Review: The Legend of Zelda: Breath of the Wild
Platform: Nintendo Switch, Wii U
The Legend of Zelda: Breath of the Wild is the latest iteration in the incredibly popular series, and also the driving launch title for Nintendo’s latest console, the Switch. This is a lot of weight for any game to carry upon its shoulders but especially so for a game as long awaited and hyped as this one. Can Breath of the Wild live up to the extreme expectations and wildest of dreams we all have for such a title?
The answer is simply, yes.
There’s no denying it, this new Zelda is good, very good, and so far it seems a fact universally acknowledged. Gamers and media alike are praising this new title, and I’m going to break down exactly what makes this game a must-have masterpiece.
Breath of the Wild starts with the familiar scene of Link, our hero, waking up. This is classic Zelda and positions long time fans nicely to expect a grand adventure. For those new to the series, it puts them almost perfectly in the shoes of the protagonist who’s waking from a long sleep with no memory. From there you are given the bare basics and dropped into a beautiful colourful world, with the immediate sensation that not only can you go anywhere, but more importantly, you want to.
I feel like this go-anywhere-do-anything mentality is echoed nicely in the Switch’s hardware. Having a game where I can go anywhere paired with a console I can take anywhere, well it’s a bit wanky, but also kind of beautiful.
This drive to explore is constantly rewarded by what you discover. The draw distance is always just long enough to allow the player to spy something interesting off in the distance, and with a plethora of enemy camps, puzzle shrines, and random encounters I’ve never felt like I was wasting time while roaming the vast map.
While simply roaming around I have stumbled across sleeping giants, wary sentries, a survival island, and dozens of puzzle shrines. The latter of which I find an ingenious inclusion into the game, as after the first area these shrines are noncompulsory for the player to progress. This allows the designers to make these as simple or as difficult as they like, really being able to test the player without worrying about the frustration of potentially getting stuck in the game. The bright orange beacons scattered all over the world, offer even more incentive to explore, just to see what the next bizarre puzzle will be.
In addition to this Zelda: Breath of the Wild plays beautifully in all configurations of the switch. On my TV it’s bright and colourful, and although not the most graphically impressive game, where it lacks in pixels it makes up for in art style. Personally, TV mode is the only time I’ve noticed frame rate drops, and they’ve been infrequent and quite forgivable, never causing problems in gameplay.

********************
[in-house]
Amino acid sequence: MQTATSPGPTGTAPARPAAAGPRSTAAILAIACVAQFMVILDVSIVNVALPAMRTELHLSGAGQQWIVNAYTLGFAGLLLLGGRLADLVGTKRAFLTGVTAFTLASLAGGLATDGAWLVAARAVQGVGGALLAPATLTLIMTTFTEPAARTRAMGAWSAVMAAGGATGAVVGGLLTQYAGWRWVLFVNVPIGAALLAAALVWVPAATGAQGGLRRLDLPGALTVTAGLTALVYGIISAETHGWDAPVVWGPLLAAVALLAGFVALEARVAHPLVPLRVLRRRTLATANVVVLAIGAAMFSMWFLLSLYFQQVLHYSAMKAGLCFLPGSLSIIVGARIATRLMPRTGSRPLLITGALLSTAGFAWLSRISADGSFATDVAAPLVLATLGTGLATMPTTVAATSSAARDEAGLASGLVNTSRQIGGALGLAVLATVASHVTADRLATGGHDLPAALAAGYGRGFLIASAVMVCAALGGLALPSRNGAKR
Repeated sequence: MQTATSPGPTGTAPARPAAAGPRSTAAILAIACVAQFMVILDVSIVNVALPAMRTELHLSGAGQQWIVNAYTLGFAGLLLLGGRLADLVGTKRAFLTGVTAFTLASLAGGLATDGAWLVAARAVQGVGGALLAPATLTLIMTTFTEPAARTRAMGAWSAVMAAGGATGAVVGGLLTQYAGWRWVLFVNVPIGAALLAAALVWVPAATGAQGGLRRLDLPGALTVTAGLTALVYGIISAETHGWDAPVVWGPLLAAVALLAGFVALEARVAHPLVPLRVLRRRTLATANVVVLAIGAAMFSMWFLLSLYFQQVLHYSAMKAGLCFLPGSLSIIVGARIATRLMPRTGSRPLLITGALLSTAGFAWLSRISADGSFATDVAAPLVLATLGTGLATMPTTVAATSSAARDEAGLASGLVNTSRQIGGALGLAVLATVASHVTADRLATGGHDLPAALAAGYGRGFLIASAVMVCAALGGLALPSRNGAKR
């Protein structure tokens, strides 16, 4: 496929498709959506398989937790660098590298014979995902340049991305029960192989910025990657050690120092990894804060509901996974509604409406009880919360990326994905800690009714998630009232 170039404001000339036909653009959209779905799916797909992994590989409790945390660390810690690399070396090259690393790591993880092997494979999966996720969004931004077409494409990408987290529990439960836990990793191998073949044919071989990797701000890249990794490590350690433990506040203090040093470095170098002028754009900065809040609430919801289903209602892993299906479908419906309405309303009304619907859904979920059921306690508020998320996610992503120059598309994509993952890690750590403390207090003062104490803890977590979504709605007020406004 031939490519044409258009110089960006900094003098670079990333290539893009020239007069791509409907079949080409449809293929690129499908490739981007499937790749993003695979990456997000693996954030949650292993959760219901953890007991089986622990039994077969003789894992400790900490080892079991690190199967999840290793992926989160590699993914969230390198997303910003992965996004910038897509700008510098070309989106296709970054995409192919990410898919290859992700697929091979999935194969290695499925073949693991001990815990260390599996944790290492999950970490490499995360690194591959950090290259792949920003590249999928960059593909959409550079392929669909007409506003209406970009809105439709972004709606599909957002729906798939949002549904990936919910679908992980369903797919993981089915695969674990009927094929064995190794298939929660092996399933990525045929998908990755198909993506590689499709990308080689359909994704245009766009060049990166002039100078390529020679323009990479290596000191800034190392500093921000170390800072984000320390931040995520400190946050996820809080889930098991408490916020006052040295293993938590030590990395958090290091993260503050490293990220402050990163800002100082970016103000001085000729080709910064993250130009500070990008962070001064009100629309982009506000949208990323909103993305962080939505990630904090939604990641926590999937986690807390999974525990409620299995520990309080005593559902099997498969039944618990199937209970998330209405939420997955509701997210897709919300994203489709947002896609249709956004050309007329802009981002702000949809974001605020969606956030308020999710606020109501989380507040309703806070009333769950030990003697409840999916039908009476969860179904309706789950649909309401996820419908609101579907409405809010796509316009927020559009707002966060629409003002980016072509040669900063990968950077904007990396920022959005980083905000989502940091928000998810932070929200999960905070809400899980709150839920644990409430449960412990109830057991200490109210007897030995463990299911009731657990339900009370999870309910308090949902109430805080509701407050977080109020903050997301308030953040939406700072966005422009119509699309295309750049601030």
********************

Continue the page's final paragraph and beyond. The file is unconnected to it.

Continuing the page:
Handheld and table-top modes both play flawlessly, with no noticeable drops in frame rate and the high-quality Switch display handles the game very nicely. The only downside to these compared to TV mode was simply that things in the distance are not so easy to see on a smaller screen. This is quite a fair compromise for the ability to take this game on the go, it’s definitely worthwhile having such a large open game that you don’t really have to put down.
An interesting twist on the usual Zelda formula is just how difficult this game can be. Weapons need to be constantly replaced as they break during use, and dying is an almost Dark Souls regularity but with somewhat less harsh consequences. Your death will come fast and often, and sometimes completely at random but rarely is it something to be too upset about. Saves aren’t usually too far behind, and dying is almost more of a teaching mechanism in the game than a severe consequence for mistakes. That said, being one shot mid-boss battle and having to start again can still afford a bitter taste, much like the cartridge itself.
There’s not a lot of hand-holding offered in this Zelda game either. Players will have to work out most of the mechanics on their own (or consult the internet) which feels fresh in an era where often tutorials can be overly utilised. Knowing I could cook, and knowing how to cook are two very different things in Breath of the Wild, but after discovering some of these secrets myself the satisfaction was much greater for it.
Breath of the Wild has this interesting way of causing me to ask “I wonder if I can” and then the game replying with “of course!” as I run off into the distance to see what my next question to be. Pair this with an interesting new Zelda story, in a simply beautiful world, and it’s easy to see why this game is being touted as one of the best Zelda titles ever, and honestly, I’d have to agree. This is a must buy, and I’d recommend it to almost any gamer.
|The Legend of Zelda: Breath of the Wild is a beautiful game that's broad appeal will satisfy many gamers. With incredible scale and depth Breath of the Wild will keep players enthralled for hours. This game is a masterpiece and certainly earns its price tag if you've got the console to play it.||4.8 4.8 ( on 5 rating)|